Category Archives: Grief

Relational Betrayal Recovery – Grief Retreat

A grief retreat?

Although the focus of this blog post is for betrayed spouses, a grief retreat is helpful for anyone processing grief.

I’ve heard many betrayed spouses say they’ve been told to “just get over it.” When you’ve been betrayed by your partner’s infidelity, that’s not something you just “get over.” It’s a journey.

In “Beyond Betrayal” Lisa Taylor clarifies that “grieving is a necessary precursor to forgiving. Forgiving, as it so happens, is a necessary precursor to our (personal) healing.”

In part two of the three-part series, “Trauma Recovery,” a grief retreat is recommended. Odd to suggest getting away to grieve, but it allows you designated and distraction-free time to grieve your losses.

What to take

  • A journal, pen or pencil
  • Bible
  • Comfortable clothes
  • Soothing, meditative music
  • Tissues
  • Healthy snacks
  • Coloring book, markers or colored pencils (I recommend “The Journal of an Insane Woman” coloring book. Contact me for details.)

Helpful Questions

Here is a list of helpful questions for you to consider as you begin the grieving part of your journey. Make sure you answer spontaneously, don’t overthink the questions. Write the answers in your journal.

  • What would my life, including my spiritual life, be like today if it had not been for my husband’s addiction and the resulting trauma?
  • What normal adult life experiences did I get robbed of?
  • What life opportunities were stolen from me?
  • How would my life be different without his addiction?
  • What parts of me have had to be buried or underdeveloped because of the addiction/the trauma?
  • What relationships have I lost?
  • What life dreams have I given up or put on hold?
  • What have I lost spiritually?
  • How much trust, faith, or hope has been drained from me by the addiction/trauma?
  • How would my relationship with God be different now?
  • To what degree have I, for now, lost my ability to feel valued and loved by God?
  • How has the addiction/ trauma affected my relationship with prayer, worship or church communities?
  • What have the addiction and resulting trauma taken from my life-vision and sense of personal life-purpose?

Make the most of this retreat time by staying off social media, getting plenty of sleep, and focusing on your relationship with God. He has the power and knowledge to bring you through this phase. Trust him, and have grace for yourself.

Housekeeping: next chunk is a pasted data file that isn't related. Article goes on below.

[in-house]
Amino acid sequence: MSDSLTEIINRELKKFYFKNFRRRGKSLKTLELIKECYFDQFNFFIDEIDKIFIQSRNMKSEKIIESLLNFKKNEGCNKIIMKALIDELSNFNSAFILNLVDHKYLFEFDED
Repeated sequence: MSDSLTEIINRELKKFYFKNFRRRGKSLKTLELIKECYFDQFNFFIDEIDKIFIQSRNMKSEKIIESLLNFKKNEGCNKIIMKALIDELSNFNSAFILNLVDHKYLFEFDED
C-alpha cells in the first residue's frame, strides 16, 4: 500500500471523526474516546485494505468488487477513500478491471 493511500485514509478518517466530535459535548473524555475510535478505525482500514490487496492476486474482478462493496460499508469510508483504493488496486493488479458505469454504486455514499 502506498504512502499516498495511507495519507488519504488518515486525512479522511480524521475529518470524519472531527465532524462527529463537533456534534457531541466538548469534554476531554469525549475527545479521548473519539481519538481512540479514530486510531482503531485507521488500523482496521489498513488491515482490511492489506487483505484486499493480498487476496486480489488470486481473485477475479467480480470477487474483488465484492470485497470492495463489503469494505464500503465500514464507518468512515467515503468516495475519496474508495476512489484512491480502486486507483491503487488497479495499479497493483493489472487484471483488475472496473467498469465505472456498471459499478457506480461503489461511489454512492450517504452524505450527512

You can purchase a copy of “Journal of an Insane Woman” from me by sending me a message

PTSD in Spouses of Sex Addicts

You can’t think straight, you withdraw from people, you feel crazy. You love your husband, but what you’ve discovered about his sex addiction shatters your world. You feel betrayed and traumatized.

Our sexuality is the most intimate part of who we are as humans. Few people engage with us on that deep of a level, so when the person you trust most betrays that trust, it completely rocks your world, right down to the very core of your being. That is where post-traumatic stress disorder (PTSD) lodges itself.

Judy Whelley quoted Dr. Barb Steffens in an article about PTSD in Partners of Sex Addicts. “Dr. Barb Steffens is the author of Your Sexually Addicted Spouse: How Partners Can Cope and Heal. Dr. Steffens explains, ‘Once disclosure happens, and her [the partner of the sex addict] world is shattered, she is still expected to be wife, mother, she’s working, a professional person, on the job. You don’t get time off for this. We are lucky in our society to get three days off if we’re grieving the loss of a loved one. We get no time off when our lives have been shattered due to sex addiction and this kind of betrayal.’”

So, what do you do if you find yourself in this situation? First of all, be honest with yourself and don’t discount or invalidate your feelings, anger, or desperation. Those are appropriate reactions. It’s important to seek the support and counsel from people who are experienced in caring for sex addicts and their spouses/families.

Dr. Omar Minwalla states in his article, “Partners of Sex Addicts Need Treatment for Trauma” that, “partners [of sex addicts] often present with a set of symptoms that match symptoms similar to rape trauma syndrome (RTS) and complex post-traumatic-stress disorder (C-PTSD). There are many, many partners and spouses who continue to be further harmed, confused, disoriented and re-traumatized by traditional co-addiction treatment interventions that focus on educating and helping partners with their “own disease” called co-addiction while ignoring the treatment of trauma and C-PTSD. In fact, the co-addiction model as it manifests in the treatment of partners and spouses of sex addicts, and applied most often to women, is a form of gender-based violence.”

According to the Mayo Clinic, (Mayo, 2011) PTSD typically starts within three months of a traumatic event. In a small number of cases, though, PTSD symptoms may not appear until years after the event.

Post-traumatic stress disorder symptoms are generally grouped into three types: intrusive memories, avoidance and numbing, and increased anxiety or emotional arousal (hyperarousal).

Symptoms of intrusive memories may include: (Mayo, 2011)